Milan’s, and indeed Lombardy’s, premier art collection resides over an art school in a 17th-century Jesuit college wrapped around a two-story arcaded courtyard. This peerless collection romps in a circular tour through Italian art from medieval to Surrealism in 38 roughly chronological rooms. Along the way there are splendid Renaissance altarpieces, Venetian School and Baroque paintings, gloomy Mannerist works, and, thanks to recent donations, the odd piece by Picasso and Umberto Boccioni to enjoy.

Although the collection is not immense, it is of exquisite quality; just some of the breathtaking highlights include Piero della Francesca’s sublime Montefeltro Altarpiece (1474); the ethereal “Cristo Morto” by Andrea Mantegna (1480); Caravaggio’s superb, if mournful, 17th-century “Supper at Emmaus” (1601); and Raphael’s “Marriage of the Virgin” (1504), which was beautifully restored in the glass-walled, temperature-controlled restoration rooms that are open to the public.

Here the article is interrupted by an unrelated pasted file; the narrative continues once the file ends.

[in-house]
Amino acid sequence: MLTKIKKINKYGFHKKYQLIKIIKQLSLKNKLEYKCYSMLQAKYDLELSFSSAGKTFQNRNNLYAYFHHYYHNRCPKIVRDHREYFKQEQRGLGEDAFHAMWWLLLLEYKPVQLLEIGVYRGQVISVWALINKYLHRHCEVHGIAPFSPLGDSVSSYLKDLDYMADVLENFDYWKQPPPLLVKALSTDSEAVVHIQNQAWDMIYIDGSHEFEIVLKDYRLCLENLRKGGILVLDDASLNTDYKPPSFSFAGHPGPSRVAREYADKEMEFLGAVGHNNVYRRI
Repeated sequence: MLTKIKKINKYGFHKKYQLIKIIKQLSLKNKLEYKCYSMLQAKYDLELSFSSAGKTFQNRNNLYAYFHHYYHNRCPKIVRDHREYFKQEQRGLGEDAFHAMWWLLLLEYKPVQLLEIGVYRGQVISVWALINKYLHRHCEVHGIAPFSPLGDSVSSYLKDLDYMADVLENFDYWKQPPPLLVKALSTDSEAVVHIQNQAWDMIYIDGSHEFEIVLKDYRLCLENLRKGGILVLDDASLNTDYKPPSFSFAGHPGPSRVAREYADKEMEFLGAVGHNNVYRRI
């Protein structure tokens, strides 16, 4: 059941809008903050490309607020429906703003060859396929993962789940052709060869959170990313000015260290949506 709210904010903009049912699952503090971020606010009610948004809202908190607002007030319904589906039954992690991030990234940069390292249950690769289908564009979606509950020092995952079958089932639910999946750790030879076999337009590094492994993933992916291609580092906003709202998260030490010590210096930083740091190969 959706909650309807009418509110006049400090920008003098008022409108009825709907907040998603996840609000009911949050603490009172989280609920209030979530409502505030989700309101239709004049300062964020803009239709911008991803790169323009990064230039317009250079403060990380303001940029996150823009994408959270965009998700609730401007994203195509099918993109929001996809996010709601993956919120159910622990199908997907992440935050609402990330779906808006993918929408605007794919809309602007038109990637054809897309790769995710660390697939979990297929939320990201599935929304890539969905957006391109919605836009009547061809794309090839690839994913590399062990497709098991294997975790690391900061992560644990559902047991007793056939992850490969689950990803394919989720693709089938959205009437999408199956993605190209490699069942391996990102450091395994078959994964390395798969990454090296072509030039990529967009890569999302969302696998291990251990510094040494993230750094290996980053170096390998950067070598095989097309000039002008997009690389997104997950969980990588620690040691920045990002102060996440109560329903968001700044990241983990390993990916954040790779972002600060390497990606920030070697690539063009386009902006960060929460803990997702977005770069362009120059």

Of the secular work in the gallery, standout pieces include Francesco Hayez’s “The Kiss” (1859) and artist Giovanni Fattori’s pastoral scenes, which lead the way for the Macchiaioli School of Italian Impressionists from the late 19th century. Bringing the collection evermore up to date are donations including a clutch of works by Italian playboy artist Amedeo Modigliani and the sculptor Marino Marini.

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